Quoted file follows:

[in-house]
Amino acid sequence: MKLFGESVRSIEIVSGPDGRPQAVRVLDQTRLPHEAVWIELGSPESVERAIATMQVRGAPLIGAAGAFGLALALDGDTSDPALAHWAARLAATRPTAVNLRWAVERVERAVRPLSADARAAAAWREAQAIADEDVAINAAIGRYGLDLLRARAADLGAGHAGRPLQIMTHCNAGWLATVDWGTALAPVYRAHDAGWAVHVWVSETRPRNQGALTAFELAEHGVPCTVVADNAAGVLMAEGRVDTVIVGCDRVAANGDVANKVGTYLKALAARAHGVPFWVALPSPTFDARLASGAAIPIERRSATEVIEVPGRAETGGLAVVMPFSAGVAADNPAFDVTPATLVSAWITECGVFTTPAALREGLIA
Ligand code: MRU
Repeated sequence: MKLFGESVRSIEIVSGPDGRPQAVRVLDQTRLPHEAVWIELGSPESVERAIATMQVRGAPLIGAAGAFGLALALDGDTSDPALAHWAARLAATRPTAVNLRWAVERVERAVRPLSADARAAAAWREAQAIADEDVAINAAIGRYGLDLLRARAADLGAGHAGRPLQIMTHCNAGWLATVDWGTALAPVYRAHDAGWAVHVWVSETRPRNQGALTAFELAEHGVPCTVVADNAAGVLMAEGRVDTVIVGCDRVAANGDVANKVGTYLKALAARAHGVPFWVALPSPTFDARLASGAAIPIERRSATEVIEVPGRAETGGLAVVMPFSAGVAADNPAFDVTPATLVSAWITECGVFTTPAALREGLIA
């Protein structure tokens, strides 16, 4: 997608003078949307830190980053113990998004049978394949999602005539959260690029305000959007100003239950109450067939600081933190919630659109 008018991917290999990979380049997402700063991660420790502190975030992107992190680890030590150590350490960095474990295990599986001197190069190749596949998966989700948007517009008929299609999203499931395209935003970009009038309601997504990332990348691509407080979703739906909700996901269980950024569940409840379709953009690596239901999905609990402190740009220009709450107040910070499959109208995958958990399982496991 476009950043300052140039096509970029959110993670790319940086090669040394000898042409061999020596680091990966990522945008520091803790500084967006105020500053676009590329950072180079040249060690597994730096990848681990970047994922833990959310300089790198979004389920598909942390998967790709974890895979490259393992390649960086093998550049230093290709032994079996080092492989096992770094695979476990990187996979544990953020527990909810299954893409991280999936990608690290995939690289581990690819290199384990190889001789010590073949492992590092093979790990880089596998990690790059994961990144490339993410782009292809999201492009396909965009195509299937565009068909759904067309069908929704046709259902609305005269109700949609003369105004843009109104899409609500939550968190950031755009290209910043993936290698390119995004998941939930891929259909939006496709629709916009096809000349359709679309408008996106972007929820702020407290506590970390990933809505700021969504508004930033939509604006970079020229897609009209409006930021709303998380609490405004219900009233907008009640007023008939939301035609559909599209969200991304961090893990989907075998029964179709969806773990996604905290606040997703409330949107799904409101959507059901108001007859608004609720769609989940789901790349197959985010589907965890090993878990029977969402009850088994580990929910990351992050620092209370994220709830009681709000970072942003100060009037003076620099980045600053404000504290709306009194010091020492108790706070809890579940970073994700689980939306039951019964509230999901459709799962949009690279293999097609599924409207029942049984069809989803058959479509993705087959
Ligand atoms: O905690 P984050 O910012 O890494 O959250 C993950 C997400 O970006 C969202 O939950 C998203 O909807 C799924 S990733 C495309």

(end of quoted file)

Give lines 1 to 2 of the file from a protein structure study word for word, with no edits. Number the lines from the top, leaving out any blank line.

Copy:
[in-house]
Amino acid sequence: MKLFGESVRSIEIVSGPDGRPQAVRVLDQTRLPHEAVWIELGSPESVERAIATMQVRGAPLIGAAGAFGLALALDGDTSDPALAHWAARLAATRPTAVNLRWAVERVERAVRPLSADARAAAAWREAQAIADEDVAINAAIGRYGLDLLRARAADLGAGHAGRPLQIMTHCNAGWLATVDWGTALAPVYRAHDAGWAVHVWVSETRPRNQGALTAFELAEHGVPCTVVADNAAGVLMAEGRVDTVIVGCDRVAANGDVANKVGTYLKALAARAHGVPFWVALPSPTFDARLASGAAIPIERRSATEVIEVPGRAETGGLAVVMPFSAGVAADNPAFDVTPATLVSAWITECGVFTTPAALREGLIA